Malden Reads, a community reading program, announced it’s book selection for 2015 as Mr. Penumbra’s 24-hour Bookstore by Robin Solan. The Great Recession has led Clay Jannon out of his life as a San Francisco Web-design drone and into a night-time shift at Mr. Penumbra’s 24-hour bookstore.
After a few days of working, Clay begins to notice something strange: only a few customers come into the store repeatedly, but never actually buy anything, instead “checking out” obscure volumes located at the back corners of the store. Curious, Clay gathers a group of his talented friends to investigate and analyze his clients’ behaviors, coming to discover the secrets of the store -- and Mr. Penumbra -- that unfold through his investigation extend far beyond bookstore’s walls to something greater.
According to Roxane Gay from the New York Times in his Sunday Book Review, Solan “dexterously tackles the intersection between old technologies and new with a novel that is part love letter to books, part technological meditation, part thrilling adventure, part requiem.”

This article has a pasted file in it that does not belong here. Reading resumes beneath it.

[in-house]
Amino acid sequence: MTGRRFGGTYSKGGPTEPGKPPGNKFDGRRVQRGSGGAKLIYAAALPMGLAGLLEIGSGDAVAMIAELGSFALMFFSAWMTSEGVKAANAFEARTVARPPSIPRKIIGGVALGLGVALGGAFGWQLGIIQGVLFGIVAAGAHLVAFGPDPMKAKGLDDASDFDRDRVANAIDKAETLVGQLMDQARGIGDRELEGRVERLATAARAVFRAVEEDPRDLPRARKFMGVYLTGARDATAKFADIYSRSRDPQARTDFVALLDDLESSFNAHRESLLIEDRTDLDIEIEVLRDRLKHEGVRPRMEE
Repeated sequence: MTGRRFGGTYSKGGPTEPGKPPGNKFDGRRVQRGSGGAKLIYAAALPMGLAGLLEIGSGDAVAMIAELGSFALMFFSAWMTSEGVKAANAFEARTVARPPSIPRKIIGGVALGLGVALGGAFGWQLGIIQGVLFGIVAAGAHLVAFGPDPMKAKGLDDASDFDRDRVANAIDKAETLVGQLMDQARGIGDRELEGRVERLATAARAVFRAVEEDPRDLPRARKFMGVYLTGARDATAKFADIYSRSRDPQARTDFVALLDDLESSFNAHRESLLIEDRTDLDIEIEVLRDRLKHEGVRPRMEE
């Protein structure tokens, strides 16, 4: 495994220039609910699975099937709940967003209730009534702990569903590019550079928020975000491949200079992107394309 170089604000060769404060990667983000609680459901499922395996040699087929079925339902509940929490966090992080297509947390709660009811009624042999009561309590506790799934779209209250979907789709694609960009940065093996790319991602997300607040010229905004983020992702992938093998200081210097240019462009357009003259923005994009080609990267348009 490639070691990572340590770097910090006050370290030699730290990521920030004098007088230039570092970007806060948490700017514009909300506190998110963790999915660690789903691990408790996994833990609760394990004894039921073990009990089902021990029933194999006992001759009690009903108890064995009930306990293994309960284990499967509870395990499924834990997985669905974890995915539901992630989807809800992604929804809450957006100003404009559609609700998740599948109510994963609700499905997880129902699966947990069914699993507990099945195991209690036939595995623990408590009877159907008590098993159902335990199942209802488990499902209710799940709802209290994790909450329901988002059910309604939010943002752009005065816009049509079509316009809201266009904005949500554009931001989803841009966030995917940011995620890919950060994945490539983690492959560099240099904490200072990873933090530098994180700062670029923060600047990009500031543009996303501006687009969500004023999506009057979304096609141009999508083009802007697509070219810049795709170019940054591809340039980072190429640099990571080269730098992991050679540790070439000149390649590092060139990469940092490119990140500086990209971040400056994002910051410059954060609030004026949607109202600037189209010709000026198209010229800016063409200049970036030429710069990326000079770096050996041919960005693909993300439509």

In conjunction with the book, the reading program includes book discussions, film series, and other social activities that welcomes all ages and backgrounds to explore the ideas pulled from the novel, such as the power possessed by both technology and books.
One of the events held was a presentation: “Malden High in the Digital Age” held at the high school, featuring the Google chromebooks initiative, which permits students to access information at the tips of their fingers by giving out chromebooks for them to use; the Tufts Makerspace; the Robotics Club, a club where students work together to build, design and create robots to enter into tournaments; the Blue and Gold Archive project, a project aimed to produce 3,000 copies of a full, color 64-page magazine with archives and old newspapers dated as far back as 1915, and more.
Many of the groups that presented showed great insight on the technologies Malden high is utilizing, as well as prompt reflection on how “our devices and gadgets hold an illimitable dominion over us.” (Roxane Gay, New York Times, Sunday Book Review)